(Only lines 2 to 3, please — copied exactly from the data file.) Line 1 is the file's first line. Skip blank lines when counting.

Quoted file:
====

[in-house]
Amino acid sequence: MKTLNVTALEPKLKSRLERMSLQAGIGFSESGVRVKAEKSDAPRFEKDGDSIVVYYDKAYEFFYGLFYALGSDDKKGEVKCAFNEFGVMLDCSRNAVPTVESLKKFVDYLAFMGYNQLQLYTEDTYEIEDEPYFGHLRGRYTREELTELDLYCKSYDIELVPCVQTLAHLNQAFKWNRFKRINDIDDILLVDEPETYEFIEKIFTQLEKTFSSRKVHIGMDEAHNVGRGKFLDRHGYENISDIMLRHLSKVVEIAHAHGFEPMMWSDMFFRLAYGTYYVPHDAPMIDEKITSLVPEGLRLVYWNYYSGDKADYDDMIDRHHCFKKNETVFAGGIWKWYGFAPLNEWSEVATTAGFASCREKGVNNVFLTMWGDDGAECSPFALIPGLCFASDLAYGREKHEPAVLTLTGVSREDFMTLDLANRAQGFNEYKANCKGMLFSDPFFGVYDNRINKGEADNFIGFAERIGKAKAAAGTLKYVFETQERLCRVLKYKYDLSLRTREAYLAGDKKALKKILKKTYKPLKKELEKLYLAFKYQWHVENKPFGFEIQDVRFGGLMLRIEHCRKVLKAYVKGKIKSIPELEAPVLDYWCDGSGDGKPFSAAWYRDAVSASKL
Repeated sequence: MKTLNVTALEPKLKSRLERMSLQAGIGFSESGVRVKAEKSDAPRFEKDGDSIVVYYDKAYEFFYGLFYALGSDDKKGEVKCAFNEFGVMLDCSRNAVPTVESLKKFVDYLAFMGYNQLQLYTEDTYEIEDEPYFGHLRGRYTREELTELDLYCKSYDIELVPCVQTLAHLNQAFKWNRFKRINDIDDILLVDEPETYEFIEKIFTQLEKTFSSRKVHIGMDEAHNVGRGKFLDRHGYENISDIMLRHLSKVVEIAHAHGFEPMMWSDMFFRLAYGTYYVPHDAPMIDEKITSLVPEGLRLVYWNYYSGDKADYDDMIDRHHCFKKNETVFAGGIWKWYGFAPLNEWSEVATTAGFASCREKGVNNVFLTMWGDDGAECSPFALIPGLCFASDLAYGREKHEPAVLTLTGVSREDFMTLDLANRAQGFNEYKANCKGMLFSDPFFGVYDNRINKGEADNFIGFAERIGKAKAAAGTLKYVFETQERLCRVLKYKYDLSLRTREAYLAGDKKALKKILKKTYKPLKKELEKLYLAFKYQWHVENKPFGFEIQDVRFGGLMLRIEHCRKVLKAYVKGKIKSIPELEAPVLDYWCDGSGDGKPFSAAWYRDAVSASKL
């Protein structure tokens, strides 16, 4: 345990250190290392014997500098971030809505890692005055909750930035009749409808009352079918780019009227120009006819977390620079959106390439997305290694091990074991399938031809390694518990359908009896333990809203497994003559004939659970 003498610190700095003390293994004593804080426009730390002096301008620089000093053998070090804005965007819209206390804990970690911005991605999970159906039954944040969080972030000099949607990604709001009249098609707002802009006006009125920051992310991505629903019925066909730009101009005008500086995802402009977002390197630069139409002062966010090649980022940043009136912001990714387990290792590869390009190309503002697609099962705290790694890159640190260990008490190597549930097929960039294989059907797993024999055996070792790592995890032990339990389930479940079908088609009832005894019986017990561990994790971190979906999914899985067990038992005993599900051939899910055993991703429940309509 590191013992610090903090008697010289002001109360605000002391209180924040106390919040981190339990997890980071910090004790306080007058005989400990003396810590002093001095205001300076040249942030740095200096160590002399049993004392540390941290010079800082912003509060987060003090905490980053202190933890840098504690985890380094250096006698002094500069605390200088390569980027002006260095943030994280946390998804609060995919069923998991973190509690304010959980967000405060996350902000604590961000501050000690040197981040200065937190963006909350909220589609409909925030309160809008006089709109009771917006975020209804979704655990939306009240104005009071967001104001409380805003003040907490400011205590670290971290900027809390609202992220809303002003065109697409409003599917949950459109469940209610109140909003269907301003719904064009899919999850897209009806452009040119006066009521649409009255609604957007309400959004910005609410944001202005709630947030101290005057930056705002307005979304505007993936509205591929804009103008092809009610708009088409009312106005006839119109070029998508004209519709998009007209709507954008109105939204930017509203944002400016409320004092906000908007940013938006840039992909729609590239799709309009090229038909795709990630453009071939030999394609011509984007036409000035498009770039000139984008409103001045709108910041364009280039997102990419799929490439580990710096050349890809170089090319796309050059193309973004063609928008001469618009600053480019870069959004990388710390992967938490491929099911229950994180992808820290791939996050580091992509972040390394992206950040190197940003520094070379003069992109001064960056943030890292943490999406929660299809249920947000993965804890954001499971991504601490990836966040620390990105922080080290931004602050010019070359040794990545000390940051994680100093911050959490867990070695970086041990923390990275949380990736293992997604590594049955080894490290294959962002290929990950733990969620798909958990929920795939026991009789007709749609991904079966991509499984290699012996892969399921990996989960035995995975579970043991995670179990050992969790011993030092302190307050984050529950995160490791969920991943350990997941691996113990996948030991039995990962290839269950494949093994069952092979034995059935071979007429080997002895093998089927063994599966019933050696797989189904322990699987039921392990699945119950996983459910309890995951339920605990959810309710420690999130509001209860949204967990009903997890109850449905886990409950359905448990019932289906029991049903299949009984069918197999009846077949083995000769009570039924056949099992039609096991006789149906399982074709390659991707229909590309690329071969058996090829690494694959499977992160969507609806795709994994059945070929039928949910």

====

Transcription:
Amino acid sequence: MKTLNVTALEPKLKSRLERMSLQAGIGFSESGVRVKAEKSDAPRFEKDGDSIVVYYDKAYEFFYGLFYALGSDDKKGEVKCAFNEFGVMLDCSRNAVPTVESLKKFVDYLAFMGYNQLQLYTEDTYEIEDEPYFGHLRGRYTREELTELDLYCKSYDIELVPCVQTLAHLNQAFKWNRFKRINDIDDILLVDEPETYEFIEKIFTQLEKTFSSRKVHIGMDEAHNVGRGKFLDRHGYENISDIMLRHLSKVVEIAHAHGFEPMMWSDMFFRLAYGTYYVPHDAPMIDEKITSLVPEGLRLVYWNYYSGDKADYDDMIDRHHCFKKNETVFAGGIWKWYGFAPLNEWSEVATTAGFASCREKGVNNVFLTMWGDDGAECSPFALIPGLCFASDLAYGREKHEPAVLTLTGVSREDFMTLDLANRAQGFNEYKANCKGMLFSDPFFGVYDNRINKGEADNFIGFAERIGKAKAAAGTLKYVFETQERLCRVLKYKYDLSLRTREAYLAGDKKALKKILKKTYKPLKKELEKLYLAFKYQWHVENKPFGFEIQDVRFGGLMLRIEHCRKVLKAYVKGKIKSIPELEAPVLDYWCDGSGDGKPFSAAWYRDAVSASKL
Repeated sequence: MKTLNVTALEPKLKSRLERMSLQAGIGFSESGVRVKAEKSDAPRFEKDGDSIVVYYDKAYEFFYGLFYALGSDDKKGEVKCAFNEFGVMLDCSRNAVPTVESLKKFVDYLAFMGYNQLQLYTEDTYEIEDEPYFGHLRGRYTREELTELDLYCKSYDIELVPCVQTLAHLNQAFKWNRFKRINDIDDILLVDEPETYEFIEKIFTQLEKTFSSRKVHIGMDEAHNVGRGKFLDRHGYENISDIMLRHLSKVVEIAHAHGFEPMMWSDMFFRLAYGTYYVPHDAPMIDEKITSLVPEGLRLVYWNYYSGDKADYDDMIDRHHCFKKNETVFAGGIWKWYGFAPLNEWSEVATTAGFASCREKGVNNVFLTMWGDDGAECSPFALIPGLCFASDLAYGREKHEPAVLTLTGVSREDFMTLDLANRAQGFNEYKANCKGMLFSDPFFGVYDNRINKGEADNFIGFAERIGKAKAAAGTLKYVFETQERLCRVLKYKYDLSLRTREAYLAGDKKALKKILKKTYKPLKKELEKLYLAFKYQWHVENKPFGFEIQDVRFGGLMLRIEHCRKVLKAYVKGKIKSIPELEAPVLDYWCDGSGDGKPFSAAWYRDAVSASKL